This report provides an overview of federal law
governing wiretapping and electronic eavesdropping under the Electronic Communications
Privacy Act (ECPA). It also appends citations to state law in the
area and the text of ECPA.
It is a federal crime to wiretap or to use a machine
to capture the communications of others without court approval,
unless one of the parties has given his prior consent. See listing
by state below.
It is likewise a federal crime to use or disclose any
information acquired by illegal wiretapping or electronic
Violations can result in imprisonment for not more
than five years; fines up to $250,000 (up to $500,000 for
organizations); civil liability for damages, attorneys’ fees and
possibly punitive damages; disciplinary action against any attorneys
involved; and suppression of any derivative evidence. Congress has
created separate, but comparable, protective schemes for electronic
email) and against the surreptitious use of telephone
call monitoring practices such as pen registers and trap and trace
Each of these protective schemes comes with a
procedural mechanism to afford limited law enforcement access to
private communications and communications records under conditions
consistent with the dictates of the Fourth Amendment. The government
has been given narrowly confined authority to engage in electronic
surveillance, conduct physical searches, and install and use pen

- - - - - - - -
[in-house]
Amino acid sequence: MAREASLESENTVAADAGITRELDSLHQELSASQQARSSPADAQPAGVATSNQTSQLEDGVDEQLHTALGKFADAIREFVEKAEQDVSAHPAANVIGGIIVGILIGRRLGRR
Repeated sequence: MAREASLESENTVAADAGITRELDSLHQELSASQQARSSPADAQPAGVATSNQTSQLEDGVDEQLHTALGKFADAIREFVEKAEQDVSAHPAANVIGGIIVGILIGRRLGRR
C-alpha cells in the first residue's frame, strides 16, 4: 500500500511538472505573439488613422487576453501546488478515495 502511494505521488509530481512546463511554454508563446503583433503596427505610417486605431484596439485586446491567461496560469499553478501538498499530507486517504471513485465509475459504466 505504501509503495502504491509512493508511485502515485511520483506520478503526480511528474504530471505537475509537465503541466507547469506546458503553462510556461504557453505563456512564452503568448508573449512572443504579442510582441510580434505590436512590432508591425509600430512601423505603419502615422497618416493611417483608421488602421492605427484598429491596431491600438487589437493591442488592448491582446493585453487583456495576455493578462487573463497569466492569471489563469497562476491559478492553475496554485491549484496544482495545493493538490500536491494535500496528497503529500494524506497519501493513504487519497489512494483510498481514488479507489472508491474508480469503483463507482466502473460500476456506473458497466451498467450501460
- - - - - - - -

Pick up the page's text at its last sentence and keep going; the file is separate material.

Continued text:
registers and trap and trace devices for law enforcement purposes
under ECPA and for purposes of foreign intelligence gathering under
the Foreign Intelligence Surveillance Act.
This report appears as a part of a larger piece,
which includes a discussion of the Foreign Intelligence Surveillance
Act and is entitled CRS Report 98-326,
Privacy: An Overview of
Federal Statutes Governing Wiretapping and Electronic
by Gina Stevens and Charles Doyle. Each of the two is available in
an abridged form without footnotes, quotations, attributions of
authority, or appendices, i.e., CRS Report R41734,
Privacy: An Abridged
Overview of the Electronic Communications Privacy Act,
by Charles Doyle, and CRS Report 98- 327,
Privacy: An Abbreviated Outline of Federal Statutes
Governing Wiretapping and Electronic
by Gina Stevens and Charles Doyle.
out of 50 states, including the District of Columbia, have a
"one-party" rule that requires the consent of at least one person in
a conversation before it can be surreptitiously recorded. This means
that as long as one person (for instance, the recorder) consents to
the recording, he or she can record the conversation without
informing the other parties he or she is doing so.
states forbid the recording of private conversations without the
consent of all parties.